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Understanding the role of the intestine in the molecular hypotriglyceridemic actions of a grape seed procyanidin extract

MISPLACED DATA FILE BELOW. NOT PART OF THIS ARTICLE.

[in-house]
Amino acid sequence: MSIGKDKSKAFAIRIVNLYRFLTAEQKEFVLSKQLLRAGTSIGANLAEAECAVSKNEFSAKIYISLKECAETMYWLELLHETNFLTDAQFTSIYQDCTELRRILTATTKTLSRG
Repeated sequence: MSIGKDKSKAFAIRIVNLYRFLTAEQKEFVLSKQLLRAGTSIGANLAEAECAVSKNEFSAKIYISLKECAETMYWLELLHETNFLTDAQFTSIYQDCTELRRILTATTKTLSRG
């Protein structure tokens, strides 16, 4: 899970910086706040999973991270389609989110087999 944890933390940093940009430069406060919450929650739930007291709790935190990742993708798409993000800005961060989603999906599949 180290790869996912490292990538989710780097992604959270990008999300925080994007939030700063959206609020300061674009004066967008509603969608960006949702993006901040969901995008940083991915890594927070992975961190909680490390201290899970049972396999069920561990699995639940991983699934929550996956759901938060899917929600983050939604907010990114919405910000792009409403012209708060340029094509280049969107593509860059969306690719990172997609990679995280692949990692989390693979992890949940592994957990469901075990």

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Hypertriglyceridemia is a prevalent condition that is associated with cardiovascular disease. Grape seed procyanidin extract (GSPE), a natural compound rich in procyanidins, has recently been shown to reduce serum triglyceride (TG) levels <italic>in vivo</italic> in normolipidemic animals. This effect was shown to be mediated via farnesoid X receptor (FXR), a member of the nuclear hormone receptor (NHR) superfamily. NHRs are ligand-inducible, and in some cases ligand-independent, transcription factors that interact with DNA to regulate gene expression. Activation of FXR by its endogenous ligand, bile acids (BA), modulates TG and BA homeostasis via regulation of hepatic and intestinal gene expression. Activation of FXR in the liver by BAs increases the expression of small heterodimer partner (SHP), which then acts as a repressor to decrease hepatic expression of sterol response element binding protein 1c (SREBP1c), a key transcription factor regulating lipogenic gene expression, thereby lowering serum TG levels. Studies have shown that in the liver, GSPE acts as a co-agonist ligand for FXR resulting in enhancement of BA-bound FXR activation <italic>in vitro</italic>, and that the TG-lowering ability of GSPE is lost <italic>in vivo</italic> in both, FXR and SHP knockout mouse models. Recently, utilizing a FXRE-luciferase reporter mouse model, it was shown that the intestine has the highest bile acid-induced FXR signaling under physiological conditions. FXR activation in the intestine induces the expression of several FXR target-genes including intestinal bile acid-binding protein (IBABP), organic solute transporters αβ (OSTαβ), and fibroblast growth factor (FGF) 15/19, while repressing the expression of the apical sodium dependent bile acid transporter (ASBT), which contributes to bile acid enterohepatic recirculation and bile acid homeostasis.The overall aim of this research was to further investigate the effects of GSPE to aid in the understanding of its molecular hypotriglyceridemic mode of action. Based on the fact that FXR is a bridge between the liver and the intestine to control bile acid levels and to regulate bile acid synthesis and enterohepatic flow, the first aim was to discern whether or not GSPE exerts any effects on intestinal FXR which could then contribute to the TG-lowering effect of GSPE. Therefore, the effects of GSPE on the regulation of known FXR target-genes in the intestine was investigated, to provide further insight into the inter-relationship between the intestine and the liver in the regulation of lipid homeostasis by GSPE. Studies have previously established the ability of GSPE to lower serum TG levels in a normolipidemic state, therefore, the second aim was to determine the potential of GSPE to lower serum TG levels in a hypertriglyceridemic state, and to identify the underlying molecular events. Our results indicate that in the intestine, GSPE may act as a gene-selective bile acid receptor modulator (BARM), rather than a bile acid-dependent co-agonist of FXR, as previously reported to occur in the liver. In the course of the studies conducted herein, GSPE treatment resulted in alterations in the expression of ileal FXR-target genes in different ways, i.e., GSPE acted as a FXR co-agonist thereby suppressing ASBT gene expression, while in contrast it acted a FXR modulator by decreasing CDCA-induced IBABP and OSTαβ, mRNA expression. Therefore, these results indicate that GSPE may impair bile acid enterohepatic recirculation, which is achieved by decreasing the intestinal up-take of bile acids, as well as by decreasing the amount of BA that return to the liver via the portal circulation. Furthermore, GSPE also induced a rapid and transit increase in FGF19 expression <italic>in vitro</italic> in Caco2 cells. We hypothesize that the above-mentioned effects induced by GSPE on intestinal FXR-target gene expression may therefore be contributing to changes in overall body BA homeostasis and also its serum TG lowering ability. Additionally, our results show that GSPE treatment effectively reduces serum TG levels by 27% when assessed in a fructose-fed rat model representing a hypertriglyceridemic state. Consequently, GSPE may represent a promising natural compound for the treatment of hypertriglyceridemia and its' related conditions.